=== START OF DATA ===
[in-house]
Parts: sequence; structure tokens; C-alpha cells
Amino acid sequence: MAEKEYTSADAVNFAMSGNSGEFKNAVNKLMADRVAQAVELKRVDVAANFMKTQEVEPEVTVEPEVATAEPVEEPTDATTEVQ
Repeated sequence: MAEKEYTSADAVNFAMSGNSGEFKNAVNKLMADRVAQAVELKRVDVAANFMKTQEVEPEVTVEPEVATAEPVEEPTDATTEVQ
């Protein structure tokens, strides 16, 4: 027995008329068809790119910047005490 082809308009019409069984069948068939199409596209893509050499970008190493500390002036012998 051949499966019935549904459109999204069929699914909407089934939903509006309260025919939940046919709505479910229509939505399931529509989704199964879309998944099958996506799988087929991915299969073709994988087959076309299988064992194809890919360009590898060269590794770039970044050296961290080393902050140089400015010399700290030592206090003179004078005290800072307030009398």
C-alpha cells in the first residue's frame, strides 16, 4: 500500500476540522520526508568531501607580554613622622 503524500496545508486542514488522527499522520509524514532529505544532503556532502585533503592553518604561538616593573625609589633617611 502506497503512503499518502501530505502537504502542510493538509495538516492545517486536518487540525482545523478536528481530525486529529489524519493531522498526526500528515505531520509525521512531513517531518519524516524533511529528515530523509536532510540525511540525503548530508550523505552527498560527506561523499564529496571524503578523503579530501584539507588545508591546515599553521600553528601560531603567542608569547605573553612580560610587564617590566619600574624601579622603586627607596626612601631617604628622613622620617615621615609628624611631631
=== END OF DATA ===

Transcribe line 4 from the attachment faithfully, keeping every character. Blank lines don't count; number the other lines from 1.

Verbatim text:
Repeated sequence: MAEKEYTSADAVNFAMSGNSGEFKNAVNKLMADRVAQAVELKRVDVAANFMKTQEVEPEVTVEPEVATAEPVEEPTDATTEVQ